U.S. Supreme Court Declines to Review Oklahoma Case Denying Arbitration in Wrongful Death Case
June 17, 2015
June 17, 2015
The United States Supreme Court refused to review a decision by the Oklahoma Supreme Court denying a nursing home’s request to arbitrate a wrongful death claim with a resident’s family members. Thus, the Oklahoma Supreme Court’s decision will stand: family members of a deceased nursing home resident will not be required to arbitrate because they did not sign the arbitration agreement in their personal capacities and their claim is not wholly derivative of the former resident’s claim. Most nursing home arbitration agreements have language stating that the agreement binds a resident’s spouse and heirs, whether or not any claims are brought on behalf of the resident, and that the agreement covers wrongful death claims. Whether or not a court will enforce a provision that heirs arbitrate claims has been the subject of much litigation.
In Boler v. Security Health Care, LLC, the Oklahoma Supreme Court examined cases from other jurisdictions that considered whether a decedent’s heirs are bound by an arbitration agreement signed by or on behalf of the decedent. The Oklahoma high court noted that in states that consider wrongful death actions to be independent and separate causes of action, courts are more likely to hold that beneficiaries are not bound by the arbitration agreement. In contrast, the Oklahoma Supreme Court noted, beneficiaries are more likely held to be bound by a decedent’s agreement to arbitrate in states where wrongful death actions are wholly derivative of the decedent’s claims. Noting that Oklahoma’s wrongful death act created a new cause of action for the losses of the deceased’s spouse and next of kin and that recovery does not go to the estate of the deceased, the Oklahoma Supreme Court explained that wrongful death claims in Oklahoma are not wholly derivative claims. Thus, the court held that a decedent cannot bind beneficiaries to arbitration.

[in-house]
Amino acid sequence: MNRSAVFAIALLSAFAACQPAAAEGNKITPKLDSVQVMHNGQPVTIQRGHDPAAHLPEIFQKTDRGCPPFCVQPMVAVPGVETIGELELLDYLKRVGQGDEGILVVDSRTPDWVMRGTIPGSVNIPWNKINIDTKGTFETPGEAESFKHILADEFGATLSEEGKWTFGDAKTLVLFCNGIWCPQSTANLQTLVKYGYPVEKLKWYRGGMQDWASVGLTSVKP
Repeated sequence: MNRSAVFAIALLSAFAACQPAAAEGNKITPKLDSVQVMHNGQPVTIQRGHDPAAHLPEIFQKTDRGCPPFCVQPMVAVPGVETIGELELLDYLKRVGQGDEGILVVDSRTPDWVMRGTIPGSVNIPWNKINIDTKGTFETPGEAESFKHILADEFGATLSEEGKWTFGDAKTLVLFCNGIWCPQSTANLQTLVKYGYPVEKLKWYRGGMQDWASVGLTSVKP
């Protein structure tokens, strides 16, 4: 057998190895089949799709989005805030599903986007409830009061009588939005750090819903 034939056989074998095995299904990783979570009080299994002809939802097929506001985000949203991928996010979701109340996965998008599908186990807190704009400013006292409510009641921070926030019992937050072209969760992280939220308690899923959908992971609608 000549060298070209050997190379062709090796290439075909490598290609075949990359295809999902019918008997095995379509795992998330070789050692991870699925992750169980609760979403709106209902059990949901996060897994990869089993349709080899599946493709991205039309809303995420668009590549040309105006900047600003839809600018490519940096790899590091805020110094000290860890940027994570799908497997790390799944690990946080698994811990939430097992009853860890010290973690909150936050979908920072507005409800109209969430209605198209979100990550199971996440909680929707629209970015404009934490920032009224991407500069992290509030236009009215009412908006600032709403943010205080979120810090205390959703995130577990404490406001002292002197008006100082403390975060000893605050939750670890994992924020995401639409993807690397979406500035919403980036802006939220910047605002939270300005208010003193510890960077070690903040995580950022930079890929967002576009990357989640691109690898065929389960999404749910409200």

Colorado has taken a different approach from Oklahoma even though Colorado’s wrongful death act also creates a separate cause of action. Colorado’s Supreme Court did not analyze whether a wrongful death claim is wholly derivative or not in deciding whether a decedent can bind his or her heirs to arbitration. Instead, Colorado’s high court in Allen v. Pacheco turned to contract law. Thus, the court examined whether the parties intended to bind a spouse to arbitrate a wrongful death claim. Examining the plain language of the arbitration agreement, the court concluded that the agreement required a spouse to arbitrate her wrongful death claim.
While there is no way to guarantee that a court will enforce an arbitration agreement, this discussion illuminates the importance of knowing the nuances of arbitration case law in order to draft the strongest arbitration agreement possible. It is also advisable to review arbitration agreements periodically to determine whether they should be modified due to developments in the law, particularly evolving case law.